If you are fishing on a bank that has some rock or gravel, anything solid. You can take a beer can and crunch it so it forms kinda a v then put it on the line that runs between your guides, so when a cat hauls your bait off the can will fly off and if you dont see it it will clank down the bank. that way you dont have to stare straight at your rod for hours you can enjoy the sunshine and the outdoors:cool2:
  8. maddcatter

    maddcatter New Member

    Newark, Oh
    Never feel bad about asking questions on this site. That's why we're here.

    Flatheads are kind of wierd sometimes. I've hooked some that didn't even notice they were hooked until a few moments after the fact.
    That being said, you can kinda rig your spinning reels to have a bait clicker.
    All you need to do is loosen your drag on your reel until the line will slip just easily enough so a fish can take it, but strong enough that the current doesn't. You'll know its a flatty taking when the line just slowly and smoothly puuls off the reel. When the flatty take it's run, just point your rod toward the fish, tighten your drag for a hook set and let'er rip.

    Most of the time you don't have to worry about a flathead feeling the tension and letting go of the bait. A few seconds of tension seems to make grip the bait better, and lets me get a better hook set most of the time.
  9. CaTmAnDo55

    CaTmAnDo55 New Member

    florence, SC
    use a 4 - 8 circle hook i caught a 55lb on 0/4. fish your structure during the mornings and afternoons and your shallows at night. you can use live or cut bait. but make sure its something local or you can but a ball of nightcrawlers on a hook, heck some people use shrimp. a great rod holder that i use is a pipe about 2-3" in diameter and about 18"-24"long and beat it in the ground half way slide your rod in it this works good for me. night fishing you can buy glow sticks that fix to the end of your rod or a clamp on bell right at your local walmart or fish and tackle shop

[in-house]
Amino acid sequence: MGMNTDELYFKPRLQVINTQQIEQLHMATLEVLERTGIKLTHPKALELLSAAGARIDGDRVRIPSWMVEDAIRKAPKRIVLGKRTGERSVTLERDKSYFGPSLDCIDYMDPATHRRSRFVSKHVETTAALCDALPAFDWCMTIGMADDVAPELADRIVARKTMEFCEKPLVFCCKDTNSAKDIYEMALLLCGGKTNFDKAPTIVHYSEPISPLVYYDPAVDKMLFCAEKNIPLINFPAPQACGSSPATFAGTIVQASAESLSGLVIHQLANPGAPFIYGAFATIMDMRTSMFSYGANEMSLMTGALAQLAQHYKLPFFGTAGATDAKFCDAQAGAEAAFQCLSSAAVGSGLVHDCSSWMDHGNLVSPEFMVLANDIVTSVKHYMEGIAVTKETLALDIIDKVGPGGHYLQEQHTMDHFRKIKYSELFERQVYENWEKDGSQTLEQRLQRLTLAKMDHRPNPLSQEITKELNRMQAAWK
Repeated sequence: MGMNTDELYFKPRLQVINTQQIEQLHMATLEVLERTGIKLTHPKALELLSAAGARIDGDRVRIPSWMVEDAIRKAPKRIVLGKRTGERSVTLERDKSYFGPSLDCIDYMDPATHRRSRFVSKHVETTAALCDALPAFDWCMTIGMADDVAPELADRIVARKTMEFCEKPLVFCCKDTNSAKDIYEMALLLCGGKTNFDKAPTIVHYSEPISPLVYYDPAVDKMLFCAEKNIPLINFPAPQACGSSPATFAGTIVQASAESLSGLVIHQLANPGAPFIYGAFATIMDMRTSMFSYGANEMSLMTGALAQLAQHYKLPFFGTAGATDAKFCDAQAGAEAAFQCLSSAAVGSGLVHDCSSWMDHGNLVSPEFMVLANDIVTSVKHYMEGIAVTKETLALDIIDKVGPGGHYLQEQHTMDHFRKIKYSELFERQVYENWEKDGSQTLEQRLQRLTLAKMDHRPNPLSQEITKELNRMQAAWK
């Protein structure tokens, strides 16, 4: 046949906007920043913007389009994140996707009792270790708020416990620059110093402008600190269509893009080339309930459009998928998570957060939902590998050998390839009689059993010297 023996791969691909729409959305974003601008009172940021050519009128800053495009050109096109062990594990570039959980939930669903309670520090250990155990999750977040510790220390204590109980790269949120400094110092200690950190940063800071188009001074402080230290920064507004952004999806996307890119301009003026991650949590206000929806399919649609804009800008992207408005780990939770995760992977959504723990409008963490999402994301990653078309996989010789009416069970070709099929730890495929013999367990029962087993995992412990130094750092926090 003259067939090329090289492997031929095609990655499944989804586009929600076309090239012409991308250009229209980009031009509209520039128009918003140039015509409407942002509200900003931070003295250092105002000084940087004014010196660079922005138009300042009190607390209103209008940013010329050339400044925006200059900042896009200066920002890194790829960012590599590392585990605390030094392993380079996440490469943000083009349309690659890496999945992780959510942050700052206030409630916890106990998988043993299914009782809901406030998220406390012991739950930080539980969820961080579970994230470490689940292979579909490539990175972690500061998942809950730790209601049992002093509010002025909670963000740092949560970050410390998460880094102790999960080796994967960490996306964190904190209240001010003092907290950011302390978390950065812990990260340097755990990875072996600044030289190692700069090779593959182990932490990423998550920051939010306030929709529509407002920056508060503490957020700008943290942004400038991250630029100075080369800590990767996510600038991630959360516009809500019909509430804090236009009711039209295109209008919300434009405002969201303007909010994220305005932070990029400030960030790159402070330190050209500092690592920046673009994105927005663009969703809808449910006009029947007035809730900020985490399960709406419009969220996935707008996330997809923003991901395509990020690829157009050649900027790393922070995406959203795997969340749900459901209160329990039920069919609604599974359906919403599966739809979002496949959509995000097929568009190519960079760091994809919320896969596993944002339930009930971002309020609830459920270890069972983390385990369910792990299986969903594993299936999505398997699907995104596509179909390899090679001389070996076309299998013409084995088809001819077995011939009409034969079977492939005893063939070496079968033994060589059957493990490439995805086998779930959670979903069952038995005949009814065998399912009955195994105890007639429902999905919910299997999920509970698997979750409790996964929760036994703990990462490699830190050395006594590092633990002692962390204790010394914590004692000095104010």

10. metalman

    metalman Well-Known Member

    There are a couple of easy way to fish in current with a spinning reel and still allow the fish to run with the bait. You can remove the side plate from the reel and pack it with grease (not oil) and this will put some resistance into the mechanism that will allow you to just leave the anti-reverse off.
    The other trick is to use a cube of sponge rubber around your line jammed into the line guide closest to the reel. This will "clamp" the line without damage. By varying how tight you have the sponge you can prevent the bait or current taking line but allow the fish to run with the bait. Again leave the anti-reverse off and the reel will just spin backwards when you get a run.
    One thing, if you are fishing close to snags don't let them run at all. Use very sturdy rod holders and set the hook on them and hold on. If they make it to the snag it's usually all over...W
  11. allworknofish

    allworknofish New Member

    im not sure about up north, but here in texas if im fishing for flatties, i wont fish the deepest water at night....they tend to come in shallow to feed after dark. when i set lines in some of these creeks, during the day i sling the line out in the middle, and at night i throw them down the sides of the banks in only a couple or three foot of water......good luck
  12. Jammer

    Jammer New Member

    You ask excellent questions, so don't apologize, I'm learning from the answers your getting. I think we can all pick up a tip or two. Thanks.